No one told me this, I have simply been a persistent researcher who was unwilling to let this foggy, lack of memory and inability to speak become my new norm. I started putting together puzzles and doing crosswords. I read as much as I could until the fatigue would take over. I wrote important names and numbers, dates and information on sticky notes and plastered them to my computer and in files at work. I would play little memory games of whose number was on the caller ID at work, or what client matched with what accident date (I work in a law firm doing personal injury work). And I learned to ask leading questions when I couldn’t place a person or event, finding that the more elaborate answers I could elicit the better chance of me connecting who the person was.

 I stopped giving myself the excuse of “Sorry, chemo brain” and just accepted my lapses in memory and speech. I learned to pause when I would get stuck; remembering that the person listening to me very well might think it was intentional.

 Where am I now?

 I still receive immunosuppressant infusions every two months but have not had chemotherapy now for 18-months and my progress is coming along nicely. The fog has lifted completely. I am not sure when, and no surprise, I actually cannot remember it lifting I just know that one day I looked back and it was no longer with me. Perhaps that was a benefit of the short term memory loss. The haze that once covered everything around me had simply vanished as quickly as it came on; I didn’t care to ever think too much about when or how it actually left, just that it did.

 My memory is coming around with my long-term memory still being intact and my lack of short term memory being less of a burden. It is still noticeable, most prominently when I am tired or stressed, both of which I try not to allow. I insist that I get a minimum of 8 hours sleep every evening and I usually get an hour or two nap in after dinner. It’s weird to do that but it is necessary for my cognitive health – it is my new normal.

 As for my speech, it is back with flying colors. I still stumble at times, again more noticeably when I am tired or stressed, but for the most part it is really good. Interestingly enough, I actually think I am using better words that I did B.C. (before chemo). I am not sure if it is because when I retrained my brain I did it with adult types of books and literature, as opposed to when I was first learning to speak as a child and learned on a childish level. Regardless, my vocabulary, which was always good, is much better now. I feel I have a clear, articulate and vast selection of words at my disposal and I smile every time I use them. Sometimes I even applaud myself out loud when I use an exceptionally good word.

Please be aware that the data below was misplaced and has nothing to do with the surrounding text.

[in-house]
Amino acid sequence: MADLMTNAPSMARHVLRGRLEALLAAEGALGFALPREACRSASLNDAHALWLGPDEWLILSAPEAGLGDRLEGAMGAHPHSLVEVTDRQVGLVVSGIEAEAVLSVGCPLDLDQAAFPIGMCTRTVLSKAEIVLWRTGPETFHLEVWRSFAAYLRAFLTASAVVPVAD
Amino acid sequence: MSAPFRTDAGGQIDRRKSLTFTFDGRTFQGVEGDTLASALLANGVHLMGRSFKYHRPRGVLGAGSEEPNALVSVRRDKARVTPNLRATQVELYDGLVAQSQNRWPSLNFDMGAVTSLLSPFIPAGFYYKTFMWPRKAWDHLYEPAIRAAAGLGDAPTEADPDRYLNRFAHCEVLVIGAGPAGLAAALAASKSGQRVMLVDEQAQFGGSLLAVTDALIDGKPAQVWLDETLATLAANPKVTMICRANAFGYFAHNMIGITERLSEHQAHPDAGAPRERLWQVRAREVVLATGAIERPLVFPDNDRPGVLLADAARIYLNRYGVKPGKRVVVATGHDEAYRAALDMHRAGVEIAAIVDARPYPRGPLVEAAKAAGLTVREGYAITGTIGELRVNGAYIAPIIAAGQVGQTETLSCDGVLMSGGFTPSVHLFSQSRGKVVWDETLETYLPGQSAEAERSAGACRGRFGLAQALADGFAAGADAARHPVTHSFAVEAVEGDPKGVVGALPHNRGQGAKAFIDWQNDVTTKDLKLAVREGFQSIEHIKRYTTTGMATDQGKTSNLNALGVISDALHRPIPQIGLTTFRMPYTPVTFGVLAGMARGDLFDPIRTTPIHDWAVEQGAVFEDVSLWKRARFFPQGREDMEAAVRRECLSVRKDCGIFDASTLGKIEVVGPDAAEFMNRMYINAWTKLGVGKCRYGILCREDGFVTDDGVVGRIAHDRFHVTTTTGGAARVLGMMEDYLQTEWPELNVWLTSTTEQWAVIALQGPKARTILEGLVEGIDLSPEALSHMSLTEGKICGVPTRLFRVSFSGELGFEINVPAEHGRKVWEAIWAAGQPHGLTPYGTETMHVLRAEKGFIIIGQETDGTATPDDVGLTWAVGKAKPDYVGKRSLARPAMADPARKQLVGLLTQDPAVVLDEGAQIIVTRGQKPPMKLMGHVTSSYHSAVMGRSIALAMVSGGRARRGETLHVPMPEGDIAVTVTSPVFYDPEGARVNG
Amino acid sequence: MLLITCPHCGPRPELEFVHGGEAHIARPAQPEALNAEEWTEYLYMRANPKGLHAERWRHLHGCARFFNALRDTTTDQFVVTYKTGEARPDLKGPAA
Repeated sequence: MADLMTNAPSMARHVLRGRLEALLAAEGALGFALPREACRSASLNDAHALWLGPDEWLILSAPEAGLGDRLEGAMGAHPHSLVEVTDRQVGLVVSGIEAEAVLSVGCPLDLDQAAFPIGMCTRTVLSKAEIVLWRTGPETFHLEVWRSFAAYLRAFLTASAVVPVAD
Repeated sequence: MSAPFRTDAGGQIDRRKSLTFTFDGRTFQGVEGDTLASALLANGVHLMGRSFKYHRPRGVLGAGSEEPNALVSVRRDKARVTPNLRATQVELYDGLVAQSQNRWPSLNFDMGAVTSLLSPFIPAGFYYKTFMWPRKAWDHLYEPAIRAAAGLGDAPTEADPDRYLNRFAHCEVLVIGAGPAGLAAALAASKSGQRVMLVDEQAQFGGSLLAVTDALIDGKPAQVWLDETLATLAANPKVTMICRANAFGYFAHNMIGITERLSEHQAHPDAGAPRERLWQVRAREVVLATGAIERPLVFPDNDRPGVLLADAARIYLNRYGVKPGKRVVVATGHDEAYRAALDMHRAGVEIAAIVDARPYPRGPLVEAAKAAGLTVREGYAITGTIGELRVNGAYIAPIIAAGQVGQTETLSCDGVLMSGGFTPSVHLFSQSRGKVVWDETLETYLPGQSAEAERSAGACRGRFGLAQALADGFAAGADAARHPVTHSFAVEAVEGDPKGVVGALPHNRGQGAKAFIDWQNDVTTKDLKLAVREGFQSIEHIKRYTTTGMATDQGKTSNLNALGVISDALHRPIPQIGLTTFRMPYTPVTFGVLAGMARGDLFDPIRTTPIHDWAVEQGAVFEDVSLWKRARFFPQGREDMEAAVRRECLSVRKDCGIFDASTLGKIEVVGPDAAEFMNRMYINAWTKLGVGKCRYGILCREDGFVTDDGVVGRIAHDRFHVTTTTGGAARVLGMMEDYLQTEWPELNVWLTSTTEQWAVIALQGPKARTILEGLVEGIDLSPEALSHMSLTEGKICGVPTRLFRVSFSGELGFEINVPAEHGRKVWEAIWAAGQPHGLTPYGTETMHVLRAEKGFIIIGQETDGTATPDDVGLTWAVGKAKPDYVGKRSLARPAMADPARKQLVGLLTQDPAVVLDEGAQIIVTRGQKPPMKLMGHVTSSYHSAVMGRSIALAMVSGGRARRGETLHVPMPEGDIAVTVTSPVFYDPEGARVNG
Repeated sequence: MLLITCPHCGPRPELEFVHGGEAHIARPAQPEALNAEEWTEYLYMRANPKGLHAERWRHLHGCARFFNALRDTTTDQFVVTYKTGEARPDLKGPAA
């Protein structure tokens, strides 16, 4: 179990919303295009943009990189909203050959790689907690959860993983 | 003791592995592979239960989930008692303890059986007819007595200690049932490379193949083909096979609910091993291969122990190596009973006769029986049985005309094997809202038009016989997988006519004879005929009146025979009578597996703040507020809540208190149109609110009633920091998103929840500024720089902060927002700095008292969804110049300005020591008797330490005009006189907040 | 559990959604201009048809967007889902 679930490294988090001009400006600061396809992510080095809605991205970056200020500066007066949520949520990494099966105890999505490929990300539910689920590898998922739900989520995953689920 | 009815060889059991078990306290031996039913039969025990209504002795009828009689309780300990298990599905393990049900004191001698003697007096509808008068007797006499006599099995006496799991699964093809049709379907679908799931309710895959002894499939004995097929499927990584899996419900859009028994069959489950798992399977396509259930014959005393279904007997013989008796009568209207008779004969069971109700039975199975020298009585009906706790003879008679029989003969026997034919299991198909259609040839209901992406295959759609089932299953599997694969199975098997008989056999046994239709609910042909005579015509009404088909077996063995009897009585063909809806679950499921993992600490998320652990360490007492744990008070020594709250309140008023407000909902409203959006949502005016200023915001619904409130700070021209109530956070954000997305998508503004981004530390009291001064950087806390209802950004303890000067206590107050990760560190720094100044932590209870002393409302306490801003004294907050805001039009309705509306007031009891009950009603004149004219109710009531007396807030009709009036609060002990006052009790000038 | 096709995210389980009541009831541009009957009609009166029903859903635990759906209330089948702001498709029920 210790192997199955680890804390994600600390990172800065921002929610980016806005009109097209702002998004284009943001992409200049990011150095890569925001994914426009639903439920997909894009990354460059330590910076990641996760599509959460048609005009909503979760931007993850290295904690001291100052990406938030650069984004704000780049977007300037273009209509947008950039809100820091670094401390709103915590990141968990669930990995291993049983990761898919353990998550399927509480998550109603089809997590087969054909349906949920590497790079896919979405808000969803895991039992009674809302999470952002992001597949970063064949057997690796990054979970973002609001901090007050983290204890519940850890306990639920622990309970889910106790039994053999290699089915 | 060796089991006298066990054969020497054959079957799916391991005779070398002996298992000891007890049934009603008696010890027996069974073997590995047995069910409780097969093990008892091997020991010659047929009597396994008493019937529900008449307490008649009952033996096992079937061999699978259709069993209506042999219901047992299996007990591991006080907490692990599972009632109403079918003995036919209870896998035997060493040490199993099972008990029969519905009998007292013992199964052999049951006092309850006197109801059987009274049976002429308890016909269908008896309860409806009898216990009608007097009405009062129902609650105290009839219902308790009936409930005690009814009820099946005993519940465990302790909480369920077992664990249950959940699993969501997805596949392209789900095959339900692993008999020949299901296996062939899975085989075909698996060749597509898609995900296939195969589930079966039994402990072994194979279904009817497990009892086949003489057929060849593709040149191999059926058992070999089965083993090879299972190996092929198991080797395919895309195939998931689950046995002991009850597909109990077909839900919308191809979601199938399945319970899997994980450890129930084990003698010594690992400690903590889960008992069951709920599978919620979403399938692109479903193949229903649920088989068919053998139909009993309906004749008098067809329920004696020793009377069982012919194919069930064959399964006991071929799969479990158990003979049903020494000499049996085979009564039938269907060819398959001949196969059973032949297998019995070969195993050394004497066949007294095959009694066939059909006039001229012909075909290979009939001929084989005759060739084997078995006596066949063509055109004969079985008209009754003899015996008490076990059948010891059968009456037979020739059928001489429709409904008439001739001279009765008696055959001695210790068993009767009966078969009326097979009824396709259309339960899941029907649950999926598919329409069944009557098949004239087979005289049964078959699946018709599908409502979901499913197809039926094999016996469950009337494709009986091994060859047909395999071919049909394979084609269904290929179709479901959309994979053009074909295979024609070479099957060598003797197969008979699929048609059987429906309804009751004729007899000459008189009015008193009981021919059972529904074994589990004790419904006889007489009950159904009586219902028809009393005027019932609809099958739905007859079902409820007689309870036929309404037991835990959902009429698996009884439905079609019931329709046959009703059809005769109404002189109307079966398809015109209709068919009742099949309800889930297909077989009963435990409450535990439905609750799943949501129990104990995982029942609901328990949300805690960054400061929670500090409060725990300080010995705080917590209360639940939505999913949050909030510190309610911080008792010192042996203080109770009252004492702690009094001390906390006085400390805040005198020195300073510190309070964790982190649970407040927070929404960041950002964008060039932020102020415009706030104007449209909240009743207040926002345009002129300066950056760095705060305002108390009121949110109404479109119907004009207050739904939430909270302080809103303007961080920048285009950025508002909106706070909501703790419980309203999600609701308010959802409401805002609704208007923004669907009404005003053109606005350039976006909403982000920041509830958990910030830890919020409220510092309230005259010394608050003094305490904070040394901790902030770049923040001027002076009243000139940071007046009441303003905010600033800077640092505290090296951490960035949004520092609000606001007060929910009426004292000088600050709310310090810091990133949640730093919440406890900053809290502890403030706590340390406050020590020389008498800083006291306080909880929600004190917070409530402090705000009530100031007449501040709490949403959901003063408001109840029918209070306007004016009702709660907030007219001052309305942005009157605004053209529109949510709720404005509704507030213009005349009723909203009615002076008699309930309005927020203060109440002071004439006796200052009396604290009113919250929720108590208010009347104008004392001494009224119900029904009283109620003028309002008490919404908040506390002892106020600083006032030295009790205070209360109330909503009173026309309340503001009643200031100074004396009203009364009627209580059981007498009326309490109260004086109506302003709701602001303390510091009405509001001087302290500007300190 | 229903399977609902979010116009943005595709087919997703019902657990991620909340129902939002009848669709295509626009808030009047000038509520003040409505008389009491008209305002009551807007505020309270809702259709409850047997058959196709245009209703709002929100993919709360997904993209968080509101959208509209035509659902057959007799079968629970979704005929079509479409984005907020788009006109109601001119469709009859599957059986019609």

For the most part I have come through my chemo brain fairly well with most of my faculties intact and the deficits being less and less. I have read that retraining the brain after a stroke is only successful for about the first two years; I will be curious to see if my self-proclaimed retraining after chemo brain tapers off the same way.

 I know I will also have some continued deficits; it seems that where my words are rallying my short term memory recovery is slow and my fatigue is lasting. But it is who I am now, my new normal. I have learned to take my stumbling in stride and not to be too harsh on myself. And those who know me and know what I have been through seem to give me a pass; we generally just laugh when I goof up on a word or cannot seem to remember how to pronounce something. And my husbandnis still my biggest supporter and stopped his “tough love” regarding my memory as he could see it was not working.

Life with chemo brain is a real roller coaster and unfortunately it is a disability that cannot be seen. As a person who is afflicted with it I can say that all we need from the rest of you is your patience and understanding, and an occasional nudge with a word or two.